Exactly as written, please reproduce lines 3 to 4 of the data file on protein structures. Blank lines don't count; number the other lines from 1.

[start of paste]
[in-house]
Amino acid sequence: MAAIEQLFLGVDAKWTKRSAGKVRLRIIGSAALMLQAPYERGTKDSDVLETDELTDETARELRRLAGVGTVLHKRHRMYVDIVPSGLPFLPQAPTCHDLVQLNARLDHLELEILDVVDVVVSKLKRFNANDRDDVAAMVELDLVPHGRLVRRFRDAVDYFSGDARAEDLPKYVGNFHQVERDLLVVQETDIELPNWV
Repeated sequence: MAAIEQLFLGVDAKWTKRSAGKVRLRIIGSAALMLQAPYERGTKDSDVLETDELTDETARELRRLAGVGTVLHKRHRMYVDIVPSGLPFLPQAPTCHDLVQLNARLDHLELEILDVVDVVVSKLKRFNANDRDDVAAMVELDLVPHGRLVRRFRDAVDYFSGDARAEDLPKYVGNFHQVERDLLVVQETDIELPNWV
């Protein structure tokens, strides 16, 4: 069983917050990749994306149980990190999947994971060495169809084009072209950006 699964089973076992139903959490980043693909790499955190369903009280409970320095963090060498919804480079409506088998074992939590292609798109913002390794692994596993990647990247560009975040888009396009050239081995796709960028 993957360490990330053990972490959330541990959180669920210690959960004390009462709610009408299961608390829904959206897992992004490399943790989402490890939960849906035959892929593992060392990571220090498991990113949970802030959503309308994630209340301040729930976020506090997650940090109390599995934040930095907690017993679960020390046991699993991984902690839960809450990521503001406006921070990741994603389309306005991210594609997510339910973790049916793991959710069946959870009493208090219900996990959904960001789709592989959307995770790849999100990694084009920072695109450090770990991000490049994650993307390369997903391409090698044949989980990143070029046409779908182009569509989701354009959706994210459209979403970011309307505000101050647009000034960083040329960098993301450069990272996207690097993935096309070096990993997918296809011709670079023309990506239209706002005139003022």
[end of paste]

Repeated sequence: MAAIEQLFLGVDAKWTKRSAGKVRLRIIGSAALMLQAPYERGTKDSDVLETDELTDETARELRRLAGVGTVLHKRHRMYVDIVPSGLPFLPQAPTCHDLVQLNARLDHLELEILDVVDVVVSKLKRFNANDRDDVAAMVELDLVPHGRLVRRFRDAVDYFSGDARAEDLPKYVGNFHQVERDLLVVQETDIELPNWV
């Protein structure tokens, strides 16, 4: 069983917050990749994306149980990190999947994971060495169809084009072209950006 699964089973076992139903959490980043693909790499955190369903009280409970320095963090060498919804480079409506088998074992939590292609798109913002390794692994596993990647990247560009975040888009396009050239081995796709960028 993957360490990330053990972490959330541990959180669920210690959960004390009462709610009408299961608390829904959206897992992004490399943790989402490890939960849906035959892929593992060392990571220090498991990113949970802030959503309308994630209340301040729930976020506090997650940090109390599995934040930095907690017993679960020390046991699993991984902690839960809450990521503001406006921070990741994603389309306005991210594609997510339910973790049916793991959710069946959870009493208090219900996990959904960001789709592989959307995770790849999100990694084009920072695109450090770990991000490049994650993307390369997903391409090698044949989980990143070029046409779908182009569509989701354009959706994210459209979403970011309307505000101050647009000034960083040329960098993301450069990272996207690097993935096309070096990993997918296809011709670079023309990506239209706002005139003022």